(WFI) CONCACAF will announce a new era in its football competitions this Wednesday in Miami. For one of its attendees, the Cayman Islands Football Association (CIFA), the event revealing details of the Nations League should also mark a fresh start.

Alfredo Whittaker, CIFA president (Twitter)

Its new president, Alfredo Whittaker, knows that his agenda at the Miami event includes restoring the credibility his country lost after the storm created by his predecessor and former CONCACAF president, Jeffrey Webb.

Webb is scheduled to be sentenced in September for his involvement in the “Fifagate” case of football’s worldwide bribery and racketeering scandal.

His arrest in 2015 created a deep crisis at CIFA. Not only was Jeffrey Webb banned for life from the country’s federation after pleading guilty of his charges, but Canover Watson, the association’s treasurer, was jailed in his country for his involvement in a separate corruption probe involving the national Health Services Authority.

Jeffrey Webb is to be sentenced in September (Getty Images)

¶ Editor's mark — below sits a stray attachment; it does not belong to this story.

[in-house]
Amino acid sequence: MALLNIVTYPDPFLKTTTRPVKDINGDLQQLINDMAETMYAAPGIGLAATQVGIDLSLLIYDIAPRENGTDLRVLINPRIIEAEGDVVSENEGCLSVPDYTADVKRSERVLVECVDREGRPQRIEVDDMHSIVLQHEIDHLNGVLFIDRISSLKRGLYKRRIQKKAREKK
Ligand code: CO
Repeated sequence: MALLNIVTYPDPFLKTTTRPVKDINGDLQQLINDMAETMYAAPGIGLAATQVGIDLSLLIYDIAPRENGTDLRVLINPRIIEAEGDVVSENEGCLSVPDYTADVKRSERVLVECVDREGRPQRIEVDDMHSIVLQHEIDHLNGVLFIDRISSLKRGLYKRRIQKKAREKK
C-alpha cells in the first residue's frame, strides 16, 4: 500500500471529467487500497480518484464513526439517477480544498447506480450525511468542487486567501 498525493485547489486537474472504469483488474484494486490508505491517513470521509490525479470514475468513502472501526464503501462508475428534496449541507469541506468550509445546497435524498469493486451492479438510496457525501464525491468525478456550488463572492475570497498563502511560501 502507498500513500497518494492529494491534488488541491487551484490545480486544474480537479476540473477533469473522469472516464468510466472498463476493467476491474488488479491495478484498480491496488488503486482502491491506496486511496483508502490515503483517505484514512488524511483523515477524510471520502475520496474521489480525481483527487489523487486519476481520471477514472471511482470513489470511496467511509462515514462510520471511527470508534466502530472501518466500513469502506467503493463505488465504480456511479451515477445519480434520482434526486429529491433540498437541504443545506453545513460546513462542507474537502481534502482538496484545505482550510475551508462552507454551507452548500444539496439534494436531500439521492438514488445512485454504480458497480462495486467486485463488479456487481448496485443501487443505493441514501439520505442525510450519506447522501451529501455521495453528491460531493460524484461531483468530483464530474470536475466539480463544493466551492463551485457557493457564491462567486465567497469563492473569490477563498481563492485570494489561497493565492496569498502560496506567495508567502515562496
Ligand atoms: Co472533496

Furthermore, Bruce Blake, the first vice president of CIFA, was also arrested in connection with an ongoing Cayman Islands Anti-Corruption Commission inquiry connected to CIFA’s finances in June. Blake maintains his innocence.

When Webb was arrested, Whittaker was CONCACAF referees director. Since then he has taken over as CIFA’s president.

“All the people who had some closeness with Webb were investigated,” he says. “The reality of today is a new beginning to demonstrate that there are decent people in this Federation. In my case to be elected president is an award to an honest person in football.”

CONCACAF has restored funding to CIFA, but FIFA will not follow until the federation finishes its internal audit. “Once we get that done, we will sit down with our legal team and see what’s next,” Whittaker says.

As for Blake, Whittaker said that after almost a year the Grand Cayman authorities have not found evidence to bring him to court.

Whittaker will likely be working to mend some fences at this Wednesday’s CONCACAF event in Miami. The regional body will announce the full format of its new Nations League, a Confederation-wide league for national teams which is slated to begin with qualifying play this September.

The event will include the body’s president, Victor Montagliani, his council members and the presidents and general secretaries of the 41 CONCACAF member associations. Other guests come from various governments, the world of entertainment and the international football scene.

By INSIDER Miguel Hernandez

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